Xenofon Koutsogiannis in front of Agiorghitiko vines.

But this is not to say that we were not welcome. In the mixture of nonchalance, inner peace and friendly, accommodating straightforwardness so typical of Greece, he answered questions, fetched his tractor from which it is easier to photograph his vineyards, "kidnapped" our children to see the Dalmatian puppies that had just been born, drove with us to his camp, showed us the flowers in front of the house and talked about his wines and philosophy.

As if it was actually unimportant, he told us about his far-reaching plans for next year: Then he wants to have completed his new company buildings on 1,200 square metres, in which he will process and vinify his wine completely himself in the near future. For him, however, there is no question that he will continue to concentrate on this region and on his 2.5 ha of Aghiorghitiko. He criticises the efforts of many Greek producers to make wine from all possible areas of Greece.

Incidentally, Koutsougiannis' office and probably also the one who takes care of such "annoying" things as sales etc. is his daughter Xenia in Athens. Information material, price lists etc. etc. can only be obtained there. Her father takes care of the vineyards and the packaging of the wine. Part of his production is sold in specially made clay coolers. Bottle after bottle is placed in a clay cooler, which cools the wine for transport and is also used later. The clay coolers are printed with a special machine from Japan, which he presented to us in his warehouse. For 2004, when the Olympic Games will take place in Athens, he has come up with a special idea. Then the clay coolers, for which he has his own patent, will be printed with an Olympic symbol. Surely a sought-after additional benefit in restaurants in the States and in Europe for guests who order one of his wines there.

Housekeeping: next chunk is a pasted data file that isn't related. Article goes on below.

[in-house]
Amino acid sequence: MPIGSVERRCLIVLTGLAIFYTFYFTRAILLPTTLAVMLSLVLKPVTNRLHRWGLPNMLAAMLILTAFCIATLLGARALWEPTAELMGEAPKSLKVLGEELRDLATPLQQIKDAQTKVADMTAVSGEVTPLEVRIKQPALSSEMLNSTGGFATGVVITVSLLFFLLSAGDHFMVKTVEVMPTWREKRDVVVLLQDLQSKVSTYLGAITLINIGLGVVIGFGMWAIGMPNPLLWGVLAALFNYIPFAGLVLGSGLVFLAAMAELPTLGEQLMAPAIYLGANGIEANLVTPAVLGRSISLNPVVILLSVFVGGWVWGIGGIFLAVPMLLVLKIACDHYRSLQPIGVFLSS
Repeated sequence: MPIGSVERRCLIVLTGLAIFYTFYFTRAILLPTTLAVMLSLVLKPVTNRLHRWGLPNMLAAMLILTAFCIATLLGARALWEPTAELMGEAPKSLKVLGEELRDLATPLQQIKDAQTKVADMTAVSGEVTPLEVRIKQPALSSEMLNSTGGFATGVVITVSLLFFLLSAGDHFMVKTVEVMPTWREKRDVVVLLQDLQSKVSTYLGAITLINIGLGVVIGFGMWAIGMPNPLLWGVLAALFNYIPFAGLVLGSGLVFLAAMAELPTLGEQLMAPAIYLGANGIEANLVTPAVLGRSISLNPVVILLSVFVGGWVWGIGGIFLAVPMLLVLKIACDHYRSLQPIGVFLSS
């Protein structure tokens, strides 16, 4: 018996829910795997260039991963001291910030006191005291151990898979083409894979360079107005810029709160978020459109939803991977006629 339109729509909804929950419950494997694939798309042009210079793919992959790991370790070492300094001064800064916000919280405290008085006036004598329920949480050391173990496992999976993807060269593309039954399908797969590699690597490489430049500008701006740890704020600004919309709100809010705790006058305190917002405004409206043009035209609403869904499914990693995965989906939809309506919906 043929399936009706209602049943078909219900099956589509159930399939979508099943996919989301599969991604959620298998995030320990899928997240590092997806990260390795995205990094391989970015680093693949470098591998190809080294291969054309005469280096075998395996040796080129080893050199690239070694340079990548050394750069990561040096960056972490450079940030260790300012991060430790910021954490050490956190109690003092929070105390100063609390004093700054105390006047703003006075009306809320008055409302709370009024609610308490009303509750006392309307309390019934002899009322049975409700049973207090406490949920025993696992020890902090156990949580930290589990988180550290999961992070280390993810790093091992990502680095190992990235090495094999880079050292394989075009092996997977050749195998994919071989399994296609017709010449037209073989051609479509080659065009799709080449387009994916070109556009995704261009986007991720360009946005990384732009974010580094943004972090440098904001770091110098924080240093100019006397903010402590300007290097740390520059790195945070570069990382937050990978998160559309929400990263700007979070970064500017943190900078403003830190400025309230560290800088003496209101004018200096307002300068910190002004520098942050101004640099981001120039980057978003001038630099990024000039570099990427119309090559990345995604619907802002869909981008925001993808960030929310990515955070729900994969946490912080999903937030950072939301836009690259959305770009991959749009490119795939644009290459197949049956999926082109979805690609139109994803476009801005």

Years ago, by the way, he also ran a small pottery, the remains of which we were allowed to look at. No, not just any pottery. Here, too, he put his own ideas into practice. For example, he added doors to the traditional Greek python so that it could be used as a bar.

We say goodbye to an extremely likeable, creative person. We will certainly visit him again when his new company buildings are finished. I am already looking forward to it.

Directions to his house: From Githio, drive south towards Areopoli. You then pass the village of Mavroroni. Outside the village there are three campsites. After passing the second of the three (Gythion Bay), there is a small, inconspicuous path on the right after about 150 metres, just before the "On the road pub". Follow this path until you see the vineyard in front of you. Drive around the vineyard to the left and you will find your house at the back, right next to the vineyard.

Tel: +30 7330 23930 and 23931
Fax: +30 7330 24436
23200 Githion - Mavrovouni

E-mail: Info@melanas.gr

Office in Athens (his daughter):
11 Nikis Str.
10557 Athens
Phone and fax: +30 10 3317861

Visitors are always welcome. Advance booking by telephone is advisable.

A little tip on the side: In the village of Mavroroni we discovered a taverna down by the beach that can be recommended. A very wide range of Greek food and even a small wine list with bottled wines. Just drive down to the beach and you will find the taverna at the end of the tarred road (see photo).


The southwest of the Peloponnese is a wonderful place to spend a holiday, but not exactly the heart of Peloponnesian wine growing. Although, according to greekwinemakers.com, a lot has been happening here in recent years. According to this source, the leading name in this region is:


Main road from Pilos to Pirgos 5.5 km past Chora comes Pirgos(Purgo). (Note: Do not confuse with Pirgos further north, which is written in the same transcription). In Pirgos turn right towards Mouzaki. After 4.5 km you come to the village.


Elis is certainly not known as a wine-growing region, but rather as the home of the famous Olympia with its excavations. Not far from Olympia on the coast opposite the island of Zakynthos are two dedicated producers:

Ktima Mercouri

The visit to the brothers Vassillis and Christos Kanelokopoulos was the end of our Peloponnese tour. It was a good ending!

We found the Mercouri estate - as always only by asking. In Korakochori, opposite the taverna, you leave the main road and go straight on. If in doubt, keep left twice at an angle and you will automatically reach your estate.